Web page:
In the first chapter of Neil Postman’s Technopoly he gives a background into what he means behind the term. The first chapter contains a story called The Judgement of Thamus found in Plato’s Phaedrus. Thamus is a king of a great city in Upper Egypt and entertains the god Theuth, who is an inventor. Theuth invents many things including writing, he presents his inventions to Thamus because he wants them to be available for use to all Egyptians. Thamus listens to Theuth explaining his approval and disapproval of all the inventions, when Theuth gets to writing he says “it is a great accomplishment that will improve the memory and wisdom of the people”. On this Thamus disagrees he believed that writing would do more harm then good to the Egyptian people. He says that people would become forgetful relying on writing to remember things, they would receive information without proper instruction and it would create false knowledge. Overall the use of writing would be a burden to the society and nothing but that. Postman argues that Thamus although he does make valid points is not completely right on the matter, he failed to see what benefits writing could bring. According to Postman every technology has its blessings and burdens, but after a new technology is introduced the world and society surrounding is forever changed whether people realize what’s happening or not. This is what Postman calls “Technopoly”
After reading Postman’s first chapter I have to admit my opinions about technology were deeply changed. I began to see how much technology controls nearly everything having to do with an individual even down to judging a person’s progress in learning by giving grades. Basically technology has become a necessity in a world where people seemed to function just fine before certain things became available for their personal use. Television and the computer have influenced how people live there lives down to what they wear, what they eat, how they express their emotions and even how they make their money. Technology has become one of the largest money making industries in the world and continued growth will make all old technology obsolete. Soon the things that we view as familiar and real will change as time moves forward, every new generation will see the world differently depending on how technology shapes the future.
Watching the film The Corporation in class I was honestly disturbed by what I saw. The purpose of a corporation was defined as a way of devouring profit at any cost. By the words “any cost” the film showed corporations exploiting desperate people for ridiculously low wages that in no way reflect the work they had done or even supported their families and when the cost to employ gets to high they move on. The corporations were originally meant to serve the people but instead they sacrifice their morals to protect the interests of their investors. Probably the most appalling thing that was explained in the film was that corporations use the 14th amendment claiming to be a person that by law can not be denied life and liberty. The corporations claim to be a person behind the law but act like leeches feeding off people to make their profits.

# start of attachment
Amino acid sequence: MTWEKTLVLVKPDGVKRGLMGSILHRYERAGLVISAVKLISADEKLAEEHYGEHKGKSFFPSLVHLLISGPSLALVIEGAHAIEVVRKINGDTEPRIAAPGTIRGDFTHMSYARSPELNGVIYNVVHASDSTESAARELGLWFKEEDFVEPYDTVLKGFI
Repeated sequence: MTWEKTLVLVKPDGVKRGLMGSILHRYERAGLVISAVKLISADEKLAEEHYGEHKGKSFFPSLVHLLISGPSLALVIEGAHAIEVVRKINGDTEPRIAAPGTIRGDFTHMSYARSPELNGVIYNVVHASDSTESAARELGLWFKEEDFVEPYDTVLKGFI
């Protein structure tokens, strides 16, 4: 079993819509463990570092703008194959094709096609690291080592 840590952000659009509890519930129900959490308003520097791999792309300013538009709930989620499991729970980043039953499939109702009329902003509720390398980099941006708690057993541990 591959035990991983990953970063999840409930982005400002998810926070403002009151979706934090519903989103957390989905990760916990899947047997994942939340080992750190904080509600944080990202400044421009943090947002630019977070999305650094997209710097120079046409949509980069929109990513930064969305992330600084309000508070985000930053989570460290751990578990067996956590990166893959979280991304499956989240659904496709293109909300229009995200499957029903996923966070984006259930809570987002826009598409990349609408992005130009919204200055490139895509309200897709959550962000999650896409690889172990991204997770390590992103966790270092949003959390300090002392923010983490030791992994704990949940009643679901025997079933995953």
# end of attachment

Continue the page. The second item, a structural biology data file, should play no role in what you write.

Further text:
There are many similarities between the film The Corporation and Neil Postman’s Technopoly. It seems that they are alike in the fact that they go hand in hand. With advancements in technology, materials related to or sold by technology will need to be mass produced to be dispersed to customers who “need” them . This production will take place outside the United States in countries where corporations that are paid to mass produce products then they will pay workers less than a fraction of their earnings they receive in exchange for low wage labor. In other words the issues of new technology changing society and corporations doing anything for profit are the same because either way new technology will become available then money will be exchanged to gather the materials needed and whatever knowledge is published is what people will take as the truth.